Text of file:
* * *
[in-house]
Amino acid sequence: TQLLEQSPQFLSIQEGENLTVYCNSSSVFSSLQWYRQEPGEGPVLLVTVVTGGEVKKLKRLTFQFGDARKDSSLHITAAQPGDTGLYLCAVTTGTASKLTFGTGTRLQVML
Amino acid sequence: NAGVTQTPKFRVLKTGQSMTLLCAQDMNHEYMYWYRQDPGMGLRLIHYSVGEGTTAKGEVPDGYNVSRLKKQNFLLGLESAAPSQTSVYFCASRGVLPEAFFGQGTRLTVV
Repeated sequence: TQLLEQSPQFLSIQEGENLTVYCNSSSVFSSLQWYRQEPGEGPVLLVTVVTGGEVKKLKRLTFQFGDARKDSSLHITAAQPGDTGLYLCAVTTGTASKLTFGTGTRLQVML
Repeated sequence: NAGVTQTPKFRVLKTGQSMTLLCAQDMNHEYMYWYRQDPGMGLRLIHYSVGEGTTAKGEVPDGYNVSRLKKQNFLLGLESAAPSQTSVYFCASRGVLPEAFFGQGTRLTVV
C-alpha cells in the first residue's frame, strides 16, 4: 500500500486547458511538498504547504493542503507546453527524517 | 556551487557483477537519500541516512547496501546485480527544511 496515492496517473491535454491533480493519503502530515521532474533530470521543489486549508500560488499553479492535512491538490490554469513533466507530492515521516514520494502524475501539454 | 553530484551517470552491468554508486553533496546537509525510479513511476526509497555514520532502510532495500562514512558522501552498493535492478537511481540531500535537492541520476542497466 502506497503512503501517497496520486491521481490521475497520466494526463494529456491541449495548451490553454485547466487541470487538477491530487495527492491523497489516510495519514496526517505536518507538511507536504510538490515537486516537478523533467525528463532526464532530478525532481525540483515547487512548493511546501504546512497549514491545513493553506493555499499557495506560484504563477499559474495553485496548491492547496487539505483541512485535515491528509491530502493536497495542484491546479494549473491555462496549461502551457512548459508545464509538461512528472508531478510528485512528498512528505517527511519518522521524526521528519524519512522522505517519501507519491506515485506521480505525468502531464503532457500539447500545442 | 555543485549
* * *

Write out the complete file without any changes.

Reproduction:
[in-house]
Amino acid sequence: TQLLEQSPQFLSIQEGENLTVYCNSSSVFSSLQWYRQEPGEGPVLLVTVVTGGEVKKLKRLTFQFGDARKDSSLHITAAQPGDTGLYLCAVTTGTASKLTFGTGTRLQVML
Amino acid sequence: NAGVTQTPKFRVLKTGQSMTLLCAQDMNHEYMYWYRQDPGMGLRLIHYSVGEGTTAKGEVPDGYNVSRLKKQNFLLGLESAAPSQTSVYFCASRGVLPEAFFGQGTRLTVV
Repeated sequence: TQLLEQSPQFLSIQEGENLTVYCNSSSVFSSLQWYRQEPGEGPVLLVTVVTGGEVKKLKRLTFQFGDARKDSSLHITAAQPGDTGLYLCAVTTGTASKLTFGTGTRLQVML
Repeated sequence: NAGVTQTPKFRVLKTGQSMTLLCAQDMNHEYMYWYRQDPGMGLRLIHYSVGEGTTAKGEVPDGYNVSRLKKQNFLLGLESAAPSQTSVYFCASRGVLPEAFFGQGTRLTVV
C-alpha cells in the first residue's frame, strides 16, 4: 500500500486547458511538498504547504493542503507546453527524517 | 556551487557483477537519500541516512547496501546485480527544511 496515492496517473491535454491533480493519503502530515521532474533530470521543489486549508500560488499553479492535512491538490490554469513533466507530492515521516514520494502524475501539454 | 553530484551517470552491468554508486553533496546537509525510479513511476526509497555514520532502510532495500562514512558522501552498493535492478537511481540531500535537492541520476542497466 502506497503512503501517497496520486491521481490521475497520466494526463494529456491541449495548451490553454485547466487541470487538477491530487495527492491523497489516510495519514496526517505536518507538511507536504510538490515537486516537478523533467525528463532526464532530478525532481525540483515547487512548493511546501504546512497549514491545513493553506493555499499557495506560484504563477499559474495553485496548491492547496487539505483541512485535515491528509491530502493536497495542484491546479494549473491555462496549461502551457512548459508545464509538461512528472508531478510528485512528498512528505517527511519518522521524526521528519524519512522522505517519501507519491506515485506521480505525468502531464503532457500539447500545442 | 555543485549